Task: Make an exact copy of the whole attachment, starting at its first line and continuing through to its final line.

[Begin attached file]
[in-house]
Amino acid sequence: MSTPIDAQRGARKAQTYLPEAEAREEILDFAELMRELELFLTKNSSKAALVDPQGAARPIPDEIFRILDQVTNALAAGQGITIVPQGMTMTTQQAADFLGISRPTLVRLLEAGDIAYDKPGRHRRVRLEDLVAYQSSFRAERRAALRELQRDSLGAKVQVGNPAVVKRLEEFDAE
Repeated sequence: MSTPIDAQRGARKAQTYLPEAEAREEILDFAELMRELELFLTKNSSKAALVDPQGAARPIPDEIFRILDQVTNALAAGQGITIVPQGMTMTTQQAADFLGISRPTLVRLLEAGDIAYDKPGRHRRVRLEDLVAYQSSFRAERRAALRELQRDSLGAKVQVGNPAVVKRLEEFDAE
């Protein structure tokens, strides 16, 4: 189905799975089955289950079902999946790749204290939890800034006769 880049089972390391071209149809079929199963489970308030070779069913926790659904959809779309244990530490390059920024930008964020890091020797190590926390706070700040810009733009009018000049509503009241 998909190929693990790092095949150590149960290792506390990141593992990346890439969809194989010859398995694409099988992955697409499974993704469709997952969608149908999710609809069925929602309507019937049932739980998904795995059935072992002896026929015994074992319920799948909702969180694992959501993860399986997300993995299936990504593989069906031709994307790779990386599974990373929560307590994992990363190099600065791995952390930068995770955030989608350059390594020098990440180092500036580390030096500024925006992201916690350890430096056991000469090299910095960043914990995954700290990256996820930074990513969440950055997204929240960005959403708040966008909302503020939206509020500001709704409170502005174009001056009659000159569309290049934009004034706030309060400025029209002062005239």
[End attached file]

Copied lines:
[in-house]
Amino acid sequence: MSTPIDAQRGARKAQTYLPEAEAREEILDFAELMRELELFLTKNSSKAALVDPQGAARPIPDEIFRILDQVTNALAAGQGITIVPQGMTMTTQQAADFLGISRPTLVRLLEAGDIAYDKPGRHRRVRLEDLVAYQSSFRAERRAALRELQRDSLGAKVQVGNPAVVKRLEEFDAE
Repeated sequence: MSTPIDAQRGARKAQTYLPEAEAREEILDFAELMRELELFLTKNSSKAALVDPQGAARPIPDEIFRILDQVTNALAAGQGITIVPQGMTMTTQQAADFLGISRPTLVRLLEAGDIAYDKPGRHRRVRLEDLVAYQSSFRAERRAALRELQRDSLGAKVQVGNPAVVKRLEEFDAE
């Protein structure tokens, strides 16, 4: 189905799975089955289950079902999946790749204290939890800034006769 880049089972390391071209149809079929199963489970308030070779069913926790659904959809779309244990530490390059920024930008964020890091020797190590926390706070700040810009733009009018000049509503009241 998909190929693990790092095949150590149960290792506390990141593992990346890439969809194989010859398995694409099988992955697409499974993704469709997952969608149908999710609809069925929602309507019937049932739980998904795995059935072992002896026929015994074992319920799948909702969180694992959501993860399986997300993995299936990504593989069906031709994307790779990386599974990373929560307590994992990363190099600065791995952390930068995770955030989608350059390594020098990440180092500036580390030096500024925006992201916690350890430096056991000469090299910095960043914990995954700290990256996820930074990513969440950055997204929240960005959403708040966008909302503020939206509020500001709704409170502005174009001056009659000159569309290049934009004034706030309060400025029209002062005239």